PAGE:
Country Forecast Australia April 2018

Country Forecast Australia April 2018

  • April 2018 •
  • Report ID: 470397 •
  • Format: PDF

Policy towards private enterprise and competition


2018-19: Competition laws continue to be enforced strongly, slowing consolidation of ownership in some sectors. The federal government privatises the visa processing system.


2020-22: Cash-strapped state governments continue to sell or lease assets, channelling the funds into infrastructure projects.


Policy towards foreign investment


2018-19: Asset acquisitions by foreign state-owned investors continue to face a high degree of scrutiny, with those deemed contrary to the national interest being rejected. Investments from China, in particular, face growing opposition.


2020-22: Restrictions are maintained on foreign investment in "sensitive" sectors, such as banking, agriculture and the media. Review thresholds are increased for some countries as free-trade agreements (FTAs) are signed and come into force.


Foreign trade and exchange controls


2018-19: With other countries, Australia ratifies the Comprehensive and Progressive Agreement for Trans-Pacific Partnership (CPTPP), which will come into force in 2019. The government concludes a proposed FTA with Indonesia.


2020-22: An FTA with the EU is concluded, followed soon after by one with the UK. Benefits from the CPTPP start to trickle down.


Taxes


2018-19: The corporate tax rate for companies with turnover of up to A$50m (US$38m) falls to 27.5%. The government struggles to get budgeted tax cuts for larger firms across the line in the Senate (the upper house of parliament). Possible cuts to personal income tax.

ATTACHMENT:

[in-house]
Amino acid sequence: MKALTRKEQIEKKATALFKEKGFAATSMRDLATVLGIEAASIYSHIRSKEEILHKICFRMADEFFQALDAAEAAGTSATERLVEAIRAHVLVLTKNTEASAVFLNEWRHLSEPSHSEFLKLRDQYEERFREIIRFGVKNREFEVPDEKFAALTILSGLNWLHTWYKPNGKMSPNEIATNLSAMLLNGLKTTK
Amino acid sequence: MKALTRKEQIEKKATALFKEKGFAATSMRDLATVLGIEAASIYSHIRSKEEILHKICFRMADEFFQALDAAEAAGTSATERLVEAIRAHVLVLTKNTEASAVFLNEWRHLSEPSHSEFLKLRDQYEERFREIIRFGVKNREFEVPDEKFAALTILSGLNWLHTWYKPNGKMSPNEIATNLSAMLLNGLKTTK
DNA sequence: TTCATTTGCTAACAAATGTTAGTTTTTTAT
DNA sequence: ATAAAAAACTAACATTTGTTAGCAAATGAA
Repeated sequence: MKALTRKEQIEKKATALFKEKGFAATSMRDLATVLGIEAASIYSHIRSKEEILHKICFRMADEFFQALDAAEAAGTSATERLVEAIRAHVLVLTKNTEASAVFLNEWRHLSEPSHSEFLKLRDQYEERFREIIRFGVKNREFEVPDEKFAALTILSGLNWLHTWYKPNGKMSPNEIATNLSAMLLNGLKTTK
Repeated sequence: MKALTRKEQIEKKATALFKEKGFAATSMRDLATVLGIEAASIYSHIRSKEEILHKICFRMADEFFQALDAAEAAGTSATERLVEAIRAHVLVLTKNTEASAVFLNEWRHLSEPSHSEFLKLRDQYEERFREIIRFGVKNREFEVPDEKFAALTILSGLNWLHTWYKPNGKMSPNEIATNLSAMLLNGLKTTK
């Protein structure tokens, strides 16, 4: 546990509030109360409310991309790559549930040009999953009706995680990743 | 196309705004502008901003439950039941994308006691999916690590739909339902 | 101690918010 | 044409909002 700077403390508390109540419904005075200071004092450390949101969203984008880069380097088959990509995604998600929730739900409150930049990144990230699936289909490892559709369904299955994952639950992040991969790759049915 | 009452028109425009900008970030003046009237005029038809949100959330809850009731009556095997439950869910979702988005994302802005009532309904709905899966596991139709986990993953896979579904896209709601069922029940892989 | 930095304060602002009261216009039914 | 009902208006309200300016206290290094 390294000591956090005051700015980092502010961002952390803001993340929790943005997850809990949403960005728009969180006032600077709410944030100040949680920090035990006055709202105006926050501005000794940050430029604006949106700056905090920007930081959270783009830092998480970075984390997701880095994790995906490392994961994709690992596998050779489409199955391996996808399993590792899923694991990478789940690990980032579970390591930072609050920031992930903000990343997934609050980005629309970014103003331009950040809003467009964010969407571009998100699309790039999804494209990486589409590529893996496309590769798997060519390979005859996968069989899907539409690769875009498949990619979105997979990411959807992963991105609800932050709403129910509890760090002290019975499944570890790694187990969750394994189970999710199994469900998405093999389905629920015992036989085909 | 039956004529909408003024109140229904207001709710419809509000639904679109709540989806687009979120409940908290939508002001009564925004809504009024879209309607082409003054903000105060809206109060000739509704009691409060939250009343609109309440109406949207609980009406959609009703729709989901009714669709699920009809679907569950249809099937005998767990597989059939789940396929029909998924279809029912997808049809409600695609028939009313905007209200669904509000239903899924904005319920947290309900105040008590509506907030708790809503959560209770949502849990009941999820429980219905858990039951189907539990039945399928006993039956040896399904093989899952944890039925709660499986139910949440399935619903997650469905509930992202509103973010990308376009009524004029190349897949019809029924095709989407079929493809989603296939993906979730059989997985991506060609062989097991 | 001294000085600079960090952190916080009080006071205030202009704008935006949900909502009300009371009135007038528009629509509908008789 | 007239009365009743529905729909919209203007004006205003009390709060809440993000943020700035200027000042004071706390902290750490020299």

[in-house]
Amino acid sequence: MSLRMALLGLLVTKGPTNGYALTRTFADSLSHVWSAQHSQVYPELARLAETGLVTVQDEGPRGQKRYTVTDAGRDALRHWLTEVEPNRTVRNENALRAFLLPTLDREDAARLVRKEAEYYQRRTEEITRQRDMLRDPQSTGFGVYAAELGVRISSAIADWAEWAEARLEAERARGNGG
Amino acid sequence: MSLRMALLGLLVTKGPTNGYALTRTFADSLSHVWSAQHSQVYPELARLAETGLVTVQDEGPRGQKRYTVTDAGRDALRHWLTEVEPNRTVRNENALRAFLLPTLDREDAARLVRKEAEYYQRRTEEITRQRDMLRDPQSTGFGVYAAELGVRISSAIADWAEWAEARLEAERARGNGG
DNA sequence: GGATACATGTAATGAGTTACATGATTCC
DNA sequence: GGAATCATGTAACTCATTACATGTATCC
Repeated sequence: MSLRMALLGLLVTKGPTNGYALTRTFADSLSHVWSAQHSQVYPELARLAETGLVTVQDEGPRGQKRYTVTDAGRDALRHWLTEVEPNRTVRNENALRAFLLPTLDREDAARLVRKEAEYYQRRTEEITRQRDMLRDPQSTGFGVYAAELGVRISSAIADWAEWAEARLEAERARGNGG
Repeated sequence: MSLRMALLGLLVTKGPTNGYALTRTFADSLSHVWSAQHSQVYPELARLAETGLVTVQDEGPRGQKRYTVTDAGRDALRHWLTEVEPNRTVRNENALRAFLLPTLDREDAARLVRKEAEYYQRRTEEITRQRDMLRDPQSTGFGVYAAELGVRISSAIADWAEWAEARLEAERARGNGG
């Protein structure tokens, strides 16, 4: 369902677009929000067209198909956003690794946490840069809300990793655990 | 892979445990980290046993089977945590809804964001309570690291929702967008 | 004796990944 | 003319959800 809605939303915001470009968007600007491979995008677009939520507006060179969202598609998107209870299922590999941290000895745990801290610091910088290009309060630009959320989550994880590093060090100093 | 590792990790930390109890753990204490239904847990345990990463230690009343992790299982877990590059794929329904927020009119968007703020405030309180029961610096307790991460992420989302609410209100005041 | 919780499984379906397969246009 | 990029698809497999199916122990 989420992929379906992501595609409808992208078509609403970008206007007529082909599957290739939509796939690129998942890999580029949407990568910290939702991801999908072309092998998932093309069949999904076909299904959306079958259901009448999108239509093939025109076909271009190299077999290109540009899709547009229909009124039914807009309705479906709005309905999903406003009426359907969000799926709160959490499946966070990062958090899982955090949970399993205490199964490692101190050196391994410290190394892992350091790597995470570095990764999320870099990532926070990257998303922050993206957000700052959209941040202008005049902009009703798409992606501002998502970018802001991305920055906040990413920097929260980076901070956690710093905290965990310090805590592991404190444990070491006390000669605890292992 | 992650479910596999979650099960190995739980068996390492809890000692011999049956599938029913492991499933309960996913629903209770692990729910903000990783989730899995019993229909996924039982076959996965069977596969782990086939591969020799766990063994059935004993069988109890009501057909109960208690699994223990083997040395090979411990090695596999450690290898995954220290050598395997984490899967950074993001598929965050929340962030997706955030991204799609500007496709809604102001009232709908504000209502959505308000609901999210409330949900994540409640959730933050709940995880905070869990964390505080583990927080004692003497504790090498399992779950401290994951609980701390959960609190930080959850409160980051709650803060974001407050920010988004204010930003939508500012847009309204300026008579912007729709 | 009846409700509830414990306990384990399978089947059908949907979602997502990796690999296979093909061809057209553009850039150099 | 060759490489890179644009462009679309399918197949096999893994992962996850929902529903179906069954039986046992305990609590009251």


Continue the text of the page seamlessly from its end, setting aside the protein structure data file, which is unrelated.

2020-22: A Labor Party government moves to increase taxes on capital gains, and to clamp down on both cash refunds for shareholders with excess franking credits and negative-gearing (whereby losses on investment property can be used to offset individual tax liabilities).


Financing


2018-19: The banking royal commission issues its final report and recommendations on tighter regulations for the financial sector. Funding from domestic and foreign sources remains cheap by historical standards, and firms generally continue to enjoy good access to medium-term finance.


2020-22: Access to credit becomes tougher as interest rates increase and banks become more concerned about bad debt.


The labour market


2018-19: Immigration rules for temporary skilled migrants are overhauled, with a tighter focus on filling skills shortages. Wage growth is still subdued. Phased reductions in the Sunday penalty rates for workers continue.


2020-22: Immigration policy is increasingly targeted towards attracting highly trained migrants to plug specific skills gaps. More emphasis is placed on lifting productivity by improving the skills base, especially in schools.


Infrastructure


2018-19: State governments invest in new infrastructure. Energy security comes under greater scrutiny. The roll-out of the National Broadband Network proceeds, but high cost of faster internet packages constrains take-up.


2020-22: Work continues on the A$2bn expansion of the Snowy Mountains Hydroelectric Scheme, the Melbourne to Brisbane Inland Rail, and the new Western Sydney Airport.


Technological readiness


2018-19: Formal standards for the first phase of fifth-generation (5G) broadband are put in place, and 5G trials begin.


2020-22: Progress is expected on the government's Smart Cities Plan, which aims to promote smart investment and the adoption of smart technology in metropolitan and regional cities. Deployment of the Internet of Things gathers pace.



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